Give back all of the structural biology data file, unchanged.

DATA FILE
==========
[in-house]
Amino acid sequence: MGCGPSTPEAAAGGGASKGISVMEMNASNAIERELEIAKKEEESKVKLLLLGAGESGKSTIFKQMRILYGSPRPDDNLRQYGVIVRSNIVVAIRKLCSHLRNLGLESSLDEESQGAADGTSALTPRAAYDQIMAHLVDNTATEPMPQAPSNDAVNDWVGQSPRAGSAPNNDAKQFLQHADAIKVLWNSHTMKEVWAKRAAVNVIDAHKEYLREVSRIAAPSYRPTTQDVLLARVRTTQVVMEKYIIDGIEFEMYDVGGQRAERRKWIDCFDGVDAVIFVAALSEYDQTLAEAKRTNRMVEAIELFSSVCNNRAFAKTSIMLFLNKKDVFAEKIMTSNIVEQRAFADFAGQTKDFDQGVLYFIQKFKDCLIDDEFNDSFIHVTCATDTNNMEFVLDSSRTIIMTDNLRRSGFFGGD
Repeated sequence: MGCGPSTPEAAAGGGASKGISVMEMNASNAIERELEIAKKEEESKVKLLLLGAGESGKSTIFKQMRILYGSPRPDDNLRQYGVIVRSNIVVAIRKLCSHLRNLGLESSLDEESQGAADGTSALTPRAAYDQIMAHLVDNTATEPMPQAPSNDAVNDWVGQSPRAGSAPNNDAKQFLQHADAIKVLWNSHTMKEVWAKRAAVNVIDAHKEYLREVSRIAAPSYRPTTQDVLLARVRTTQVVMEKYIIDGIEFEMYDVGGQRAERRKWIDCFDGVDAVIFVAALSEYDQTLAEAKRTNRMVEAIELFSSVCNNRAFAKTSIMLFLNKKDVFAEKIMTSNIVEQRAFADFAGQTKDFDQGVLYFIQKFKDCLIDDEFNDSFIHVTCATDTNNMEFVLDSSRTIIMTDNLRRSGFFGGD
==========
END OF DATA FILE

[in-house]
Amino acid sequence: MGCGPSTPEAAAGGGASKGISVMEMNASNAIERELEIAKKEEESKVKLLLLGAGESGKSTIFKQMRILYGSPRPDDNLRQYGVIVRSNIVVAIRKLCSHLRNLGLESSLDEESQGAADGTSALTPRAAYDQIMAHLVDNTATEPMPQAPSNDAVNDWVGQSPRAGSAPNNDAKQFLQHADAIKVLWNSHTMKEVWAKRAAVNVIDAHKEYLREVSRIAAPSYRPTTQDVLLARVRTTQVVMEKYIIDGIEFEMYDVGGQRAERRKWIDCFDGVDAVIFVAALSEYDQTLAEAKRTNRMVEAIELFSSVCNNRAFAKTSIMLFLNKKDVFAEKIMTSNIVEQRAFADFAGQTKDFDQGVLYFIQKFKDCLIDDEFNDSFIHVTCATDTNNMEFVLDSSRTIIMTDNLRRSGFFGGD
Repeated sequence: MGCGPSTPEAAAGGGASKGISVMEMNASNAIERELEIAKKEEESKVKLLLLGAGESGKSTIFKQMRILYGSPRPDDNLRQYGVIVRSNIVVAIRKLCSHLRNLGLESSLDEESQGAADGTSALTPRAAYDQIMAHLVDNTATEPMPQAPSNDAVNDWVGQSPRAGSAPNNDAKQFLQHADAIKVLWNSHTMKEVWAKRAAVNVIDAHKEYLREVSRIAAPSYRPTTQDVLLARVRTTQVVMEKYIIDGIEFEMYDVGGQRAERRKWIDCFDGVDAVIFVAALSEYDQTLAEAKRTNRMVEAIELFSSVCNNRAFAKTSIMLFLNKKDVFAEKIMTSNIVEQRAFADFAGQTKDFDQGVLYFIQKFKDCLIDDEFNDSFIHVTCATDTNNMEFVLDSSRTIIMTDNLRRSGFFGGD